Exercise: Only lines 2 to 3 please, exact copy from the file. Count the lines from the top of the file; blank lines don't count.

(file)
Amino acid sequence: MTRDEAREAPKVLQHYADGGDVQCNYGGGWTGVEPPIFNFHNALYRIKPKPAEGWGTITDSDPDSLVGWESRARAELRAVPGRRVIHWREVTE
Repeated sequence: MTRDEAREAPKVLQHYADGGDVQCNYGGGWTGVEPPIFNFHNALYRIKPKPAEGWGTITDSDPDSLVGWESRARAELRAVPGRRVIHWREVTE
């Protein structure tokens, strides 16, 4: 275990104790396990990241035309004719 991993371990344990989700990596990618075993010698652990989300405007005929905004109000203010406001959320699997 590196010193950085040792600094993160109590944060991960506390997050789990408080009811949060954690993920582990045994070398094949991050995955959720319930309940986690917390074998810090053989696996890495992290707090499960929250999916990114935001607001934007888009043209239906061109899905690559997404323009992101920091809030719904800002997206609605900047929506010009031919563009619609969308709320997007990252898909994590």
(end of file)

Repeated sequence: MTRDEAREAPKVLQHYADGGDVQCNYGGGWTGVEPPIFNFHNALYRIKPKPAEGWGTITDSDPDSLVGWESRARAELRAVPGRRVIHWREVTE
């Protein structure tokens, strides 16, 4: 275990104790396990990241035309004719 991993371990344990989700990596990618075993010698652990989300405007005929905004109000203010406001959320699997 590196010193950085040792600094993160109590944060991960506390997050789990408080009811949060954690993920582990045994070398094949991050995955959720319930309940986690917390074998810090053989696996890495992290707090499960929250999916990114935001607001934007888009043209239906061109899905690559997404323009992101920091809030719904800002997206609605900047929506010009031919563009619609969308709320997007990252898909994590």